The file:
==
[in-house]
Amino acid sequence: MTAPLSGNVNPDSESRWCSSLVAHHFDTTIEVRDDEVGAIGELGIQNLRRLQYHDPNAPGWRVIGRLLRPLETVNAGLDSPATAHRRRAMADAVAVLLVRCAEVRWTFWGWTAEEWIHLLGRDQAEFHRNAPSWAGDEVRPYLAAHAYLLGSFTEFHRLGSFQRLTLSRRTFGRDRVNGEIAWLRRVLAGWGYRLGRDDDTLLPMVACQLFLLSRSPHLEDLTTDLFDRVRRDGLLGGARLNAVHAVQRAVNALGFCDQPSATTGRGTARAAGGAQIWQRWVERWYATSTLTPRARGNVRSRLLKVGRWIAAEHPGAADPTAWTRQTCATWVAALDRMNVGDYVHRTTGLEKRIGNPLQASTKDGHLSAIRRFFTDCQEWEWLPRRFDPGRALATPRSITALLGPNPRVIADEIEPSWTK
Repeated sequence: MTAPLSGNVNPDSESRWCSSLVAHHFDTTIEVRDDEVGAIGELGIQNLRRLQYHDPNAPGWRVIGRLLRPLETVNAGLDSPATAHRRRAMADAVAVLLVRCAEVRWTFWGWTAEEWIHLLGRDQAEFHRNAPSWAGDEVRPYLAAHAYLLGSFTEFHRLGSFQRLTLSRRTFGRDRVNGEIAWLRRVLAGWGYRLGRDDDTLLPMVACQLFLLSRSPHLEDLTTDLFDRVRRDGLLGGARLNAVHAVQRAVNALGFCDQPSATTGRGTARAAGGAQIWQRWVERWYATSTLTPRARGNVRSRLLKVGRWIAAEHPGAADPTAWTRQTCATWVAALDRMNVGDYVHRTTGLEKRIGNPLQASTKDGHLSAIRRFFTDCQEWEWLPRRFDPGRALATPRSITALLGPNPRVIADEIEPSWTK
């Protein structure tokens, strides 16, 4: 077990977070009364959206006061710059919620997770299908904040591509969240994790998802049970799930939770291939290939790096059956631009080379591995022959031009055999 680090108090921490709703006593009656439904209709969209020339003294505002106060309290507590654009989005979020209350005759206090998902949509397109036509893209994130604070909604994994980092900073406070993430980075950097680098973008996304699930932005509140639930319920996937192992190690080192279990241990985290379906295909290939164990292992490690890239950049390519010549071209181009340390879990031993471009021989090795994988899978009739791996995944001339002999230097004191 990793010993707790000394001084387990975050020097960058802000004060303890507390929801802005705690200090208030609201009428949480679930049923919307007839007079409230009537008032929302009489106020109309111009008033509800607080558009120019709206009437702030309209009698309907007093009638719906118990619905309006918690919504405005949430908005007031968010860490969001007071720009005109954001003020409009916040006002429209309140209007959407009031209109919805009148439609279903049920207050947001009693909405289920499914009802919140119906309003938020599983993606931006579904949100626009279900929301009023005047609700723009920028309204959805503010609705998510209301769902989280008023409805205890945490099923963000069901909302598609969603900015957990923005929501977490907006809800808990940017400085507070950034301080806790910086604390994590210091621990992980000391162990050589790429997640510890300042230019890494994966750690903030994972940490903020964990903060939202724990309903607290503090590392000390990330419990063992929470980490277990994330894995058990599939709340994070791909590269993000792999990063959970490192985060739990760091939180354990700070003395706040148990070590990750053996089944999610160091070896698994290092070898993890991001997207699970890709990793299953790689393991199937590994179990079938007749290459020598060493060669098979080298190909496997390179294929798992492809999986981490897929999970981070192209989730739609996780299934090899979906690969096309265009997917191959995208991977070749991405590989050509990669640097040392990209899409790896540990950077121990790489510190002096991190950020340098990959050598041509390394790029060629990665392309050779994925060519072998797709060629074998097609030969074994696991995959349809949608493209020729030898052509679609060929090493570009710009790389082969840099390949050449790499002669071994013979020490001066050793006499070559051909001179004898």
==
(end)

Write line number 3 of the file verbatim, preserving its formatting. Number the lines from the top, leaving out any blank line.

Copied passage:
Repeated sequence: MTAPLSGNVNPDSESRWCSSLVAHHFDTTIEVRDDEVGAIGELGIQNLRRLQYHDPNAPGWRVIGRLLRPLETVNAGLDSPATAHRRRAMADAVAVLLVRCAEVRWTFWGWTAEEWIHLLGRDQAEFHRNAPSWAGDEVRPYLAAHAYLLGSFTEFHRLGSFQRLTLSRRTFGRDRVNGEIAWLRRVLAGWGYRLGRDDDTLLPMVACQLFLLSRSPHLEDLTTDLFDRVRRDGLLGGARLNAVHAVQRAVNALGFCDQPSATTGRGTARAAGGAQIWQRWVERWYATSTLTPRARGNVRSRLLKVGRWIAAEHPGAADPTAWTRQTCATWVAALDRMNVGDYVHRTTGLEKRIGNPLQASTKDGHLSAIRRFFTDCQEWEWLPRRFDPGRALATPRSITALLGPNPRVIADEIEPSWTK